I also don't know where you got 'e' from. Is it 's', or 's.split()'?

If list comprenhensions grow unwieldy, just use a for loop. They're
probably easier to read than a list comprehension that takes you ten minutes
to concoct, and performance is almost identical. For the sake of answering
your question, though, here's a expression that does what you ask:
s = "114320,698 08 114272,69920 113568,71600 113328,72272"
s.replace(',',' ,-') '114320,-69808 114272,-69920 113568,-71600 113328,-72272'

You could do this with list comprehensions, e.g.:
' '.join(['%s,-%s' % tuple(x) for x in [pairs.split(',' ) for pairs in s.split(' ')]])

'114320,-69808 114272,-69920 113568,-71600 113328,-72272'

But I don't really see the point, given the way you've described the
problem.

-Andrew.
Jul 18 '05 #4
Guy Robinson wrote:
This works I was just wondering if something could be written more
concisely and hopefully faster:
s = "114320,698 08 114272,69920 113568,71600 113328,72272"
e = s.split(' ')
out =''
outl = []
for d in e:
d =d.split(',')
out +='%s,%d ' %(d[0],-int(d[1]))
outl.append(s) # where s is the string you construct
out = ' '.join(outl)
print out

Guy


It's faster to collect strings in a list and join them later than to
concatenate strings one by one.

Also, do you have to convert d[1] to int? If you are sure that it is
always a positive integer, you can do '%s,-%s' % (d[0],d[1]).

In fact you could even try to replace ',' with ',-' instead of splitting
the string at all. Of course it depends on what the format of your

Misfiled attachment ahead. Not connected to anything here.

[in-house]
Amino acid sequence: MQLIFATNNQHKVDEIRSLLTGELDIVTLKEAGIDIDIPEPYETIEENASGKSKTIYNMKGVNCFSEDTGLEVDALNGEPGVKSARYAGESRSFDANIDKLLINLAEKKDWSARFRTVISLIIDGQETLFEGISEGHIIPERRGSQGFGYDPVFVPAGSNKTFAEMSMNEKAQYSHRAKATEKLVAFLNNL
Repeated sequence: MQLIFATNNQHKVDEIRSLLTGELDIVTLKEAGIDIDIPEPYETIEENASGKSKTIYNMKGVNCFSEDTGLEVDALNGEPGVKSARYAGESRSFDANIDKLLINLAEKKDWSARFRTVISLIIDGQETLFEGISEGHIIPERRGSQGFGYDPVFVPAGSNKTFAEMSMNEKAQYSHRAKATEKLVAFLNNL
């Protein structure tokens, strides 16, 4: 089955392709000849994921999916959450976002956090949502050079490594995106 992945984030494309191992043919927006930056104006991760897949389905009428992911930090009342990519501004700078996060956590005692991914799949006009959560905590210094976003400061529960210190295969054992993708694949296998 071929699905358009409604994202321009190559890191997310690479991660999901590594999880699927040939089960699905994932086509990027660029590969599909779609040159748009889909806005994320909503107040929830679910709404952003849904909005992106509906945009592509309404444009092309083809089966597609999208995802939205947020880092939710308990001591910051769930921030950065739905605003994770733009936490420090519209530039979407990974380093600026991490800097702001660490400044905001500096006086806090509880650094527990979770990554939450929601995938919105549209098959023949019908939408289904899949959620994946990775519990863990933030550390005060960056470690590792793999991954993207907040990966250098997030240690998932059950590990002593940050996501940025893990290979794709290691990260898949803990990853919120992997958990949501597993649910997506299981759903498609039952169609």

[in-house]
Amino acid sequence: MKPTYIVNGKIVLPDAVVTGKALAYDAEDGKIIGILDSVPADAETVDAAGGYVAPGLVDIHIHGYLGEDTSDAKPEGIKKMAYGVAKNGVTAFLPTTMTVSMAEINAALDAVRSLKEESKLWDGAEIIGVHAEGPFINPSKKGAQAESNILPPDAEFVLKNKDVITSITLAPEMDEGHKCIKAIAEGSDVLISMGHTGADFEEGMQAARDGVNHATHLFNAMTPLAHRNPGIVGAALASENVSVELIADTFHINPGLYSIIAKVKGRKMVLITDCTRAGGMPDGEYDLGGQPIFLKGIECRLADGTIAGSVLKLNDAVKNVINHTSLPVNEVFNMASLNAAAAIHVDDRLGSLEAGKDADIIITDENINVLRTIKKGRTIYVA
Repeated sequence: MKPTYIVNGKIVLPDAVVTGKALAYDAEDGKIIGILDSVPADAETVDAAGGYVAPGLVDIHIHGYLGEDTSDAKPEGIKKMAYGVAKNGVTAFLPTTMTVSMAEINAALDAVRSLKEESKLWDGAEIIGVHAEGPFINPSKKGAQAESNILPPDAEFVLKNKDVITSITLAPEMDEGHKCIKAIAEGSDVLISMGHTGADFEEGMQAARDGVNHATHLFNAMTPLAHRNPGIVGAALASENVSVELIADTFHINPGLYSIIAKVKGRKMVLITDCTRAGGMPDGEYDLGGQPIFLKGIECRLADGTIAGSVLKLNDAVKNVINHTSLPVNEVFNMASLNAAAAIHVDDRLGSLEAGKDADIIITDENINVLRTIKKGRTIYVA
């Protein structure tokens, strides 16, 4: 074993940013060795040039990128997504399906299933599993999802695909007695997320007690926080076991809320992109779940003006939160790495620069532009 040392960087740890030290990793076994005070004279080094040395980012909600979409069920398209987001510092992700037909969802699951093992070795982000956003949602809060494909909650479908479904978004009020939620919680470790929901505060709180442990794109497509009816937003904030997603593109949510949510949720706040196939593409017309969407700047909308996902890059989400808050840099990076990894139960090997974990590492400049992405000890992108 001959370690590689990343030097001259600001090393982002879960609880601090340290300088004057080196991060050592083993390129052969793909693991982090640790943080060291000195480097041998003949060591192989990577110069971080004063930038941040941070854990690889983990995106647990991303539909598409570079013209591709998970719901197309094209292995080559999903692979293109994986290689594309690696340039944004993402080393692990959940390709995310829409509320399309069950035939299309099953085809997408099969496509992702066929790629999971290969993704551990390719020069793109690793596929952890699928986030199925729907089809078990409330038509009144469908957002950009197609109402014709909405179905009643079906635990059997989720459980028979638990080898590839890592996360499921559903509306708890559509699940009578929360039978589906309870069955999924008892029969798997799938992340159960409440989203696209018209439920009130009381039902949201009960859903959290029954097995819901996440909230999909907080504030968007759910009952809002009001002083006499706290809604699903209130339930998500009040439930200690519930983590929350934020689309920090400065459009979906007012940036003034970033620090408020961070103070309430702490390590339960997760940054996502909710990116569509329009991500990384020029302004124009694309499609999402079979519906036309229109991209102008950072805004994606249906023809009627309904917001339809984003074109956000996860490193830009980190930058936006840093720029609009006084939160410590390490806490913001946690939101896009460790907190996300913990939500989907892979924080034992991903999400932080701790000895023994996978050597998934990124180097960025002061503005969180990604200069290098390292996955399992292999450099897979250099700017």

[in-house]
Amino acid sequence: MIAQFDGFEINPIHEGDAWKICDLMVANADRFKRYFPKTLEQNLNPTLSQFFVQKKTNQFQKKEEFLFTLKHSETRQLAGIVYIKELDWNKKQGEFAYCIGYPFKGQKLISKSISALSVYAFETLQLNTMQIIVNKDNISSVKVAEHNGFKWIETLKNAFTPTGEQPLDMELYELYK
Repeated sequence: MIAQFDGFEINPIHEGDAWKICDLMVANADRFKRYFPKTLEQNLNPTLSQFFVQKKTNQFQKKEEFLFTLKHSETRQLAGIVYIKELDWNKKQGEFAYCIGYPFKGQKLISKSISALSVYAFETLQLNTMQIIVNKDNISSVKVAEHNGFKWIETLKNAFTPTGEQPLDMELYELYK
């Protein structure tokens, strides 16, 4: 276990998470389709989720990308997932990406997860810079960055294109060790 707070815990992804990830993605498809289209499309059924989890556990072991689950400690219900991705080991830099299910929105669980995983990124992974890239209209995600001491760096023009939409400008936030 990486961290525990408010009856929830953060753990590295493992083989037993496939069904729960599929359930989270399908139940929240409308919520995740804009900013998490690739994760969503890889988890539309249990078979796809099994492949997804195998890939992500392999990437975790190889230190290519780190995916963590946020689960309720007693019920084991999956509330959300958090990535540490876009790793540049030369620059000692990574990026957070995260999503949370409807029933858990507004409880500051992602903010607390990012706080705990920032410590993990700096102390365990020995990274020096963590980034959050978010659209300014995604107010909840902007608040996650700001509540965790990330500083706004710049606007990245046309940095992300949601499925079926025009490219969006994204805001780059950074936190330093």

incoming string is.

--
Shalabh
Jul 18 '05 #5
In article <c7**********@l ust.ihug.co.nz> ,
Guy Robinson <gu*@NOSPAM.r-e-d.co.nz> wrote:

This works I was just wondering if something could be written more
concisely and hopefully faster:

s = "114320,698 08 114272,69920 113568,71600 113328,72272"
e = s.split(' ')
out =''
for d in e:
d =d.split(',')
out +='%s,%d ' %(d[0],-int(d[1]))
print out


Performance I can understand (which Shalabh addressed quite nicely), but
why do you care about compressing the source code? This is simple,
straightforward , and easy to read; surely that's more important than
saving a few bytes?
--
Aahz (aa**@pythoncra ft.com) <*> http://www.pythoncraft.com/

Adopt A Process -- stop killing all your children!
Jul 18 '05 #6
Guy Robinson <gu*@NOSPAM.r-e-d.co.nz> wrote:
This works I was just wondering if something could be written more
concisely and hopefully faster:

s = "114320,698 08 114272,69920 113568,71600 113328,72272"
e = s.split(' ')
out =''
for d in e:
d =d.split(',')
out +='%s,%d ' %(d[0],-int(d[1]))
print out


Well, why not the more obvious: s.replace(',',' ,-')
--
- Tim Roberts, ti**@probo.com
Providenza & Boekelheide, Inc.
Jul 18 '05 #7
Tim Roberts wrote:
Guy Robinson <gu*@NOSPAM.r-e-d.co.nz> wrote:
This works I was just wondering if something could be written more
concisely and hopefully faster:

s = "114320,698 08 114272,69920 113568,71600 113328,72272"
e = s.split(' ')
out =''
for d in e:
d =d.split(',')
out +='%s,%d ' %(d[0],-int(d[1]))
print out